6
Percentage of parties winning seats The percentage is calculated by dividing the number of parties which won parliamentary representation by the number of parties contesting the election.
42.86%
Percentage of seats won by largest party or coalition The percentage is calculated by dividing the number of seats won by the largest party by the number of seats at stake in the election.
31.67%
Alternation of power after elections The results of the elections caused a change in the government. "Not applicable" to countries using the presidential system when parliamentary and presidential elections are held separately, to countries in political transition or where there is no party system.
Not applicable
Note on the alternation of power
The composition of government changed before the 2015 elections.
Number of parties in government The government may be formed by one or more political parties
4
Names of parties in government The government may be formed by one or more political parties
Social Democratic Party, Kyrgyzstan Party, Onuguu (Progress) and Ata-Merken
Parties or coalitions winning seats
Political groups winning seats breakdown
Political group Total
Brazilian Social Democratic Party (PSDB) 38
Respublika - Ata-Jurt 28
Kyrgyzstan Party 18
Onuguu (Progress) 13
Bir Bol (Stay United) 12
Ata-Merken 11
Members elected, by sex
Number of men elected
97
Number of women elected
23
Percentage of women elected The percentage is calculated by dividing the number of women elected in the election and the number of seats at stake at the election.
19.17%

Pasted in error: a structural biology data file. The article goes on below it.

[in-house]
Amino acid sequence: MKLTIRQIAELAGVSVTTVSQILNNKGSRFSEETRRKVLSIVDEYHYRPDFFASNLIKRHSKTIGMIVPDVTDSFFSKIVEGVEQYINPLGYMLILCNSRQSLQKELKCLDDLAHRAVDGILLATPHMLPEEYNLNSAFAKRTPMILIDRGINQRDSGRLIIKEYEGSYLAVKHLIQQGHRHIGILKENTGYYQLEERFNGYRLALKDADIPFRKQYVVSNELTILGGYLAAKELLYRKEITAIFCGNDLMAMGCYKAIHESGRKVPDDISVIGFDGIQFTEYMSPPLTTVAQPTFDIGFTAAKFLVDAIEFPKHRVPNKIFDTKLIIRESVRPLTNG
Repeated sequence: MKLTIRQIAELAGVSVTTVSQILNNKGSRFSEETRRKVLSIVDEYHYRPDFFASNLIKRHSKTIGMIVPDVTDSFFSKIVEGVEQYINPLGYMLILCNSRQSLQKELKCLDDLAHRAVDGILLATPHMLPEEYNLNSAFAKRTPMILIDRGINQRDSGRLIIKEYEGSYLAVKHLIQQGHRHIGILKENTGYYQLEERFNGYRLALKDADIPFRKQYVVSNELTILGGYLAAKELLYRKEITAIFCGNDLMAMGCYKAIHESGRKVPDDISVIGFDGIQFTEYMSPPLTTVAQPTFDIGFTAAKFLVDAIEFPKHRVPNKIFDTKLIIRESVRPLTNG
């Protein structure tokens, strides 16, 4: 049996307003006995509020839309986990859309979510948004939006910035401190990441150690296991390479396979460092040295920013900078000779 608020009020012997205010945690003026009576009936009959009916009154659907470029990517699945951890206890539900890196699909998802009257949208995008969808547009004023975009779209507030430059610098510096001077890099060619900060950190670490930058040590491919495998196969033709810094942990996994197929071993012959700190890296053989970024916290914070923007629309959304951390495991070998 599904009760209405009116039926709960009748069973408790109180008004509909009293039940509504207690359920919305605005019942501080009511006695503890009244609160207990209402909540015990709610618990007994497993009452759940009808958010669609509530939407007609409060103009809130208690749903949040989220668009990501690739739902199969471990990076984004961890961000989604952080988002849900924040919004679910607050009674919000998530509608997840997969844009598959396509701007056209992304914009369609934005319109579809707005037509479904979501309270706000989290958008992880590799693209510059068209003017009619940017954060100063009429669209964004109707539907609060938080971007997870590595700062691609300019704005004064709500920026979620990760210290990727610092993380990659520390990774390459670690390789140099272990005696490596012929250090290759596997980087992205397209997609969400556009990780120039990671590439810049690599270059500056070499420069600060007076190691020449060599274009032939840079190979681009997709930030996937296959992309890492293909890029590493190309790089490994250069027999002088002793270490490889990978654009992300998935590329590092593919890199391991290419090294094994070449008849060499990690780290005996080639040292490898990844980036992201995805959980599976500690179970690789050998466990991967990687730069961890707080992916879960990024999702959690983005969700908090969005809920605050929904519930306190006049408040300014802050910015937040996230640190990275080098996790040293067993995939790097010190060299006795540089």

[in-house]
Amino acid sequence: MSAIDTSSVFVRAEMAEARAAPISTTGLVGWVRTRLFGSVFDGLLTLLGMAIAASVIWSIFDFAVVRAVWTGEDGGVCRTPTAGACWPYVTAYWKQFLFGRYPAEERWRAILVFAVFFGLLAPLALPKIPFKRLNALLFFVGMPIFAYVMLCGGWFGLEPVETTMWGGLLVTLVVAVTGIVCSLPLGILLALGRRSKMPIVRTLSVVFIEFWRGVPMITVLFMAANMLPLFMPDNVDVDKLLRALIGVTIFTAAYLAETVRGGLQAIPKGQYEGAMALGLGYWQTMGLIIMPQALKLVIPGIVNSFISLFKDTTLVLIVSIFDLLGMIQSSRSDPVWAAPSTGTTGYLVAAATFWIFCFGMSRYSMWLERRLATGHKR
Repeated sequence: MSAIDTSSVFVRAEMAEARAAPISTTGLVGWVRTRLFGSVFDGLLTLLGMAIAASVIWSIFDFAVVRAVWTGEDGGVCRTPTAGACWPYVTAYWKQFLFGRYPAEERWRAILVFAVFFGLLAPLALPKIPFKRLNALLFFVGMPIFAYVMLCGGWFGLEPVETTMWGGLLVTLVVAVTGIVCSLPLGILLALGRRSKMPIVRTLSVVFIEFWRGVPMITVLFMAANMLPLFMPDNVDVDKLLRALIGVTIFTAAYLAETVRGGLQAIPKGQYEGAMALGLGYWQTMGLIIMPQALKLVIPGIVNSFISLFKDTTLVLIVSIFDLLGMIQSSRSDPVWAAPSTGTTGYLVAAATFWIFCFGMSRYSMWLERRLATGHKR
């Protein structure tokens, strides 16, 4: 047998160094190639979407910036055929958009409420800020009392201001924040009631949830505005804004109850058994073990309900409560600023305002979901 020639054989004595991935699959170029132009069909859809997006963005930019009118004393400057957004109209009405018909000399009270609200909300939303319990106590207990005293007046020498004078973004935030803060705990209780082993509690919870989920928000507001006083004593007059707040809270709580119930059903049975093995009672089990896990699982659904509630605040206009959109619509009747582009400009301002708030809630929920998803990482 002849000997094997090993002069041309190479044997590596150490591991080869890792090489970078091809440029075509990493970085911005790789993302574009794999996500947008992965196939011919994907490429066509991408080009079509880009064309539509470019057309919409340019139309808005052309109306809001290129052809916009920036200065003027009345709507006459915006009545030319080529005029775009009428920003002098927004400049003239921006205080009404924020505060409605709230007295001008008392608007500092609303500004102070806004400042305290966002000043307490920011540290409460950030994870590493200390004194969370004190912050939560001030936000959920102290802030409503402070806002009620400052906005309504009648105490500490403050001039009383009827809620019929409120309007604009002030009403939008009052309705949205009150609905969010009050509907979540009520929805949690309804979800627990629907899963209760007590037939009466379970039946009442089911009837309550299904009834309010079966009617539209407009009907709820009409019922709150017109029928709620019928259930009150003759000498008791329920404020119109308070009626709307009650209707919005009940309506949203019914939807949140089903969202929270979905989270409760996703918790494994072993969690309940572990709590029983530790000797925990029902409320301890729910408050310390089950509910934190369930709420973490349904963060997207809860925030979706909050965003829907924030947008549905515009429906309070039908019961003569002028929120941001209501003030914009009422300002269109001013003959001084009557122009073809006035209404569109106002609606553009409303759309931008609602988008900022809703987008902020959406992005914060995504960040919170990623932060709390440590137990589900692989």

Sources
Supreme Council (02.11.2015) OSCE International Foundation for Electoral Systems 24.kg News Agency
Women Directly Elected
23

New legislature

Total number of men after the election The total number of male parliamentarians in this parliament/chamber following the election or renewal, regardless of their modes of designation.
97
Total number of women after the election The total number of female parliamentarians in this parliament/chamber following the election or renewal, regardless of their modes of designation.
23
First-term parliamentarians The number of members who are assuming their parliamentary mandate for the first time following the election or renewal, regardless of their mode of designation.
49
Notes Note on the number of first-term parliamentarians
Some of the first-term parliamentarians were on the first electoral list of candidates and others are substitutes.
Date of the first session The date when the newly elected parliament/chamber was convened for the first time. It may be different from the date when members were sworn in.
28.10.2015
First Speaker of the new legislature
First Speaker of the new legislature First name of the Speaker of the new legislature following the election or renewal.
Asilbek Jeenbekov (Male)
Political party
Social Democratic Party